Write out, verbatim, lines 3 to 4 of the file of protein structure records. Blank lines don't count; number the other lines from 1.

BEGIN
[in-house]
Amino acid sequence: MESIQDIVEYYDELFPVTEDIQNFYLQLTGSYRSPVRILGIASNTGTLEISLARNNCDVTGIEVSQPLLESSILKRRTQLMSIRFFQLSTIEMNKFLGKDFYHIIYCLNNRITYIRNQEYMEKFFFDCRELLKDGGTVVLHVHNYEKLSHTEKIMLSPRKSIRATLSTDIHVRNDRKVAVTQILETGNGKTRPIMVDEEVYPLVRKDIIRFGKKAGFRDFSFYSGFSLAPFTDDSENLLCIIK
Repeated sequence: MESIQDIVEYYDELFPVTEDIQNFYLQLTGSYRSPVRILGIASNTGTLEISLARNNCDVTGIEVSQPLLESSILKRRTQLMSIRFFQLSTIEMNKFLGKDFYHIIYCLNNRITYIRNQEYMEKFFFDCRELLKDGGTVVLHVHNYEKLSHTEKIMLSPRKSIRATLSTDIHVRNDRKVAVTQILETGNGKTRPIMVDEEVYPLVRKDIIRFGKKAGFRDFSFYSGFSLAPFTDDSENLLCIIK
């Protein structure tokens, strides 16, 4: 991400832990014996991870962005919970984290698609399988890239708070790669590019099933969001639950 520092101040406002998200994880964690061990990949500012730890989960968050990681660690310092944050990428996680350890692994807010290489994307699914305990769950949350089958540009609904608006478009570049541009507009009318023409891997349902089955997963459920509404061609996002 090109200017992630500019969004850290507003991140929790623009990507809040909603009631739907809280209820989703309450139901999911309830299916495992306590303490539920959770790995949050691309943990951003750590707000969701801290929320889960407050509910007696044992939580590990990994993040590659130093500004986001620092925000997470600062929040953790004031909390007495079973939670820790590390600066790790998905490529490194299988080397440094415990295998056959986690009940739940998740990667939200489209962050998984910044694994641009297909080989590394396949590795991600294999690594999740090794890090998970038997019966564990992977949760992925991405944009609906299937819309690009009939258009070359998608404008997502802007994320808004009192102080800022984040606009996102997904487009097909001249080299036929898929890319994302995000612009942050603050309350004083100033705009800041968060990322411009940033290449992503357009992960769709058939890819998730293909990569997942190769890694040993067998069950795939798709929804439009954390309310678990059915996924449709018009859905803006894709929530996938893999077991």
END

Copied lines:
Repeated sequence: MESIQDIVEYYDELFPVTEDIQNFYLQLTGSYRSPVRILGIASNTGTLEISLARNNCDVTGIEVSQPLLESSILKRRTQLMSIRFFQLSTIEMNKFLGKDFYHIIYCLNNRITYIRNQEYMEKFFFDCRELLKDGGTVVLHVHNYEKLSHTEKIMLSPRKSIRATLSTDIHVRNDRKVAVTQILETGNGKTRPIMVDEEVYPLVRKDIIRFGKKAGFRDFSFYSGFSLAPFTDDSENLLCIIK
């Protein structure tokens, strides 16, 4: 991400832990014996991870962005919970984290698609399988890239708070790669590019099933969001639950 520092101040406002998200994880964690061990990949500012730890989960968050990681660690310092944050990428996680350890692994807010290489994307699914305990769950949350089958540009609904608006478009570049541009507009009318023409891997349902089955997963459920509404061609996002 090109200017992630500019969004850290507003991140929790623009990507809040909603009631739907809280209820989703309450139901999911309830299916495992306590303490539920959770790995949050691309943990951003750590707000969701801290929320889960407050509910007696044992939580590990990994993040590659130093500004986001620092925000997470600062929040953790004031909390007495079973939670820790590390600066790790998905490529490194299988080397440094415990295998056959986690009940739940998740990667939200489209962050998984910044694994641009297909080989590394396949590795991600294999690594999740090794890090998970038997019966564990992977949760992925991405944009609906299937819309690009009939258009070359998608404008997502802007994320808004009192102080800022984040606009996102997904487009097909001249080299036929898929890319994302995000612009942050603050309350004083100033705009800041968060990322411009940033290449992503357009992960769709058939890819998730293909990569997942190769890694040993067998069950795939798709929804439009954390309310678990059915996924449709018009859905803006894709929530996938893999077991």